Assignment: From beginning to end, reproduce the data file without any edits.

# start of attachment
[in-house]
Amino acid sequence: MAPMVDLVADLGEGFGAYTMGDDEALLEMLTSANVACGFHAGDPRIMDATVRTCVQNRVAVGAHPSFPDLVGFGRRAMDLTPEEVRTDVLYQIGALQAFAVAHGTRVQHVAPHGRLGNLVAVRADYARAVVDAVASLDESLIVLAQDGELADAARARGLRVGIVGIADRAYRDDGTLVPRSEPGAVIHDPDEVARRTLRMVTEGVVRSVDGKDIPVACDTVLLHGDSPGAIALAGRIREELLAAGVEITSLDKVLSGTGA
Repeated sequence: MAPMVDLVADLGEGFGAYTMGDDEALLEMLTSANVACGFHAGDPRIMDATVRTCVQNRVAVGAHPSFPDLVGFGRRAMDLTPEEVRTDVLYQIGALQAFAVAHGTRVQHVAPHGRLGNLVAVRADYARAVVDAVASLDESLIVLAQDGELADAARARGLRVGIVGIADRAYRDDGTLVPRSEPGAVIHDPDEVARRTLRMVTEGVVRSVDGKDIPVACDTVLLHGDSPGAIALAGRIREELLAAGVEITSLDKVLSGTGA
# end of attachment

[in-house]
Amino acid sequence: MAPMVDLVADLGEGFGAYTMGDDEALLEMLTSANVACGFHAGDPRIMDATVRTCVQNRVAVGAHPSFPDLVGFGRRAMDLTPEEVRTDVLYQIGALQAFAVAHGTRVQHVAPHGRLGNLVAVRADYARAVVDAVASLDESLIVLAQDGELADAARARGLRVGIVGIADRAYRDDGTLVPRSEPGAVIHDPDEVARRTLRMVTEGVVRSVDGKDIPVACDTVLLHGDSPGAIALAGRIREELLAAGVEITSLDKVLSGTGA
Repeated sequence: MAPMVDLVADLGEGFGAYTMGDDEALLEMLTSANVACGFHAGDPRIMDATVRTCVQNRVAVGAHPSFPDLVGFGRRAMDLTPEEVRTDVLYQIGALQAFAVAHGTRVQHVAPHGRLGNLVAVRADYARAVVDAVASLDESLIVLAQDGELADAARARGLRVGIVGIADRAYRDDGTLVPRSEPGAVIHDPDEVARRTLRMVTEGVVRSVDGKDIPVACDTVLLHGDSPGAIALAGRIREELLAAGVEITSLDKVLSGTGA